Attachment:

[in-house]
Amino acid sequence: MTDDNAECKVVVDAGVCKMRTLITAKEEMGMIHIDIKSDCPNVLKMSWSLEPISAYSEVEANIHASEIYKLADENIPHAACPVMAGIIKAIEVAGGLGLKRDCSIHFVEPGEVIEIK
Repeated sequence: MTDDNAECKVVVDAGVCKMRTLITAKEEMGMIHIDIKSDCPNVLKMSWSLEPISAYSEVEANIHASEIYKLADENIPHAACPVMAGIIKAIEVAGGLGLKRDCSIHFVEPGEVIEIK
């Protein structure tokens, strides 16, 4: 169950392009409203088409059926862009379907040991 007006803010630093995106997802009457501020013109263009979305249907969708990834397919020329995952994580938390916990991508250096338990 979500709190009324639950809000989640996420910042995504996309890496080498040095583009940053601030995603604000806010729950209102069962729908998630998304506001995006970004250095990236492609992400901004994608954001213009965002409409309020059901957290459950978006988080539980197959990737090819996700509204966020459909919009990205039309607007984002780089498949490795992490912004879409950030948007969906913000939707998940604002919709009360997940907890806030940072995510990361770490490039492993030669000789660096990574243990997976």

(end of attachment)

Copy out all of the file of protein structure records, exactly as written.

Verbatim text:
[in-house]
Amino acid sequence: MTDDNAECKVVVDAGVCKMRTLITAKEEMGMIHIDIKSDCPNVLKMSWSLEPISAYSEVEANIHASEIYKLADENIPHAACPVMAGIIKAIEVAGGLGLKRDCSIHFVEPGEVIEIK
Repeated sequence: MTDDNAECKVVVDAGVCKMRTLITAKEEMGMIHIDIKSDCPNVLKMSWSLEPISAYSEVEANIHASEIYKLADENIPHAACPVMAGIIKAIEVAGGLGLKRDCSIHFVEPGEVIEIK
């Protein structure tokens, strides 16, 4: 169950392009409203088409059926862009379907040991 007006803010630093995106997802009457501020013109263009979305249907969708990834397919020329995952994580938390916990991508250096338990 979500709190009324639950809000989640996420910042995504996309890496080498040095583009940053601030995603604000806010729950209102069962729908998630998304506001995006970004250095990236492609992400901004994608954001213009965002409409309020059901957290459950978006988080539980197959990737090819996700509204966020459909919009990205039309607007984002780089498949490795992490912004879409950030948007969906913000939707998940604002919709009360997940907890806030940072995510990361770490490039492993030669000789660096990574243990997976």